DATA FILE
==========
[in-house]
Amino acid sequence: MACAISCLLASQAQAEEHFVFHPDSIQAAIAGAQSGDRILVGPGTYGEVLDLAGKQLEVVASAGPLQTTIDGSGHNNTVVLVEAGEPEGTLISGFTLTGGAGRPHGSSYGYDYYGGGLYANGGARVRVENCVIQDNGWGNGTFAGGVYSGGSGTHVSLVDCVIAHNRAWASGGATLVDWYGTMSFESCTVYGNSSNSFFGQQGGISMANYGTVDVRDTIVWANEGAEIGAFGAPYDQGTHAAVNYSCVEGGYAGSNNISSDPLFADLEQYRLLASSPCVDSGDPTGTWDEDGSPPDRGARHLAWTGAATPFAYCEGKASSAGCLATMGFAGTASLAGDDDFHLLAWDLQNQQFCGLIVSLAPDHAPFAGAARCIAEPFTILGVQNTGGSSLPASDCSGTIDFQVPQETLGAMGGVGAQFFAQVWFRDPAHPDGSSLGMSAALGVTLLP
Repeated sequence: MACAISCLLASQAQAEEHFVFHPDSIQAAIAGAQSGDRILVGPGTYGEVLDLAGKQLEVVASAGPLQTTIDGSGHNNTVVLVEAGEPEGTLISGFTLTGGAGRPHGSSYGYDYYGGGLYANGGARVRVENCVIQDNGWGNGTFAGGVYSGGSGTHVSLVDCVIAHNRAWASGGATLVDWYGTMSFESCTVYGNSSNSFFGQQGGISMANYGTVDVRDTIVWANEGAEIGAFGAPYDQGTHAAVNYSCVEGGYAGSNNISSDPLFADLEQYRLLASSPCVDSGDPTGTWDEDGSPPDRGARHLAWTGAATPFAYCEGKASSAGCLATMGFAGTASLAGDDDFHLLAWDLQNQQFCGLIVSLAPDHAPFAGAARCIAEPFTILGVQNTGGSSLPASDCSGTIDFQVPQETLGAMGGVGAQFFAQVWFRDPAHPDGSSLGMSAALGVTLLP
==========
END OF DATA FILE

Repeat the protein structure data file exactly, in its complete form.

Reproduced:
[in-house]
Amino acid sequence: MACAISCLLASQAQAEEHFVFHPDSIQAAIAGAQSGDRILVGPGTYGEVLDLAGKQLEVVASAGPLQTTIDGSGHNNTVVLVEAGEPEGTLISGFTLTGGAGRPHGSSYGYDYYGGGLYANGGARVRVENCVIQDNGWGNGTFAGGVYSGGSGTHVSLVDCVIAHNRAWASGGATLVDWYGTMSFESCTVYGNSSNSFFGQQGGISMANYGTVDVRDTIVWANEGAEIGAFGAPYDQGTHAAVNYSCVEGGYAGSNNISSDPLFADLEQYRLLASSPCVDSGDPTGTWDEDGSPPDRGARHLAWTGAATPFAYCEGKASSAGCLATMGFAGTASLAGDDDFHLLAWDLQNQQFCGLIVSLAPDHAPFAGAARCIAEPFTILGVQNTGGSSLPASDCSGTIDFQVPQETLGAMGGVGAQFFAQVWFRDPAHPDGSSLGMSAALGVTLLP
Repeated sequence: MACAISCLLASQAQAEEHFVFHPDSIQAAIAGAQSGDRILVGPGTYGEVLDLAGKQLEVVASAGPLQTTIDGSGHNNTVVLVEAGEPEGTLISGFTLTGGAGRPHGSSYGYDYYGGGLYANGGARVRVENCVIQDNGWGNGTFAGGVYSGGSGTHVSLVDCVIAHNRAWASGGATLVDWYGTMSFESCTVYGNSSNSFFGQQGGISMANYGTVDVRDTIVWANEGAEIGAFGAPYDQGTHAAVNYSCVEGGYAGSNNISSDPLFADLEQYRLLASSPCVDSGDPTGTWDEDGSPPDRGARHLAWTGAATPFAYCEGKASSAGCLATMGFAGTASLAGDDDFHLLAWDLQNQQFCGLIVSLAPDHAPFAGAARCIAEPFTILGVQNTGGSSLPASDCSGTIDFQVPQETLGAMGGVGAQFFAQVWFRDPAHPDGSSLGMSAALGVTLLP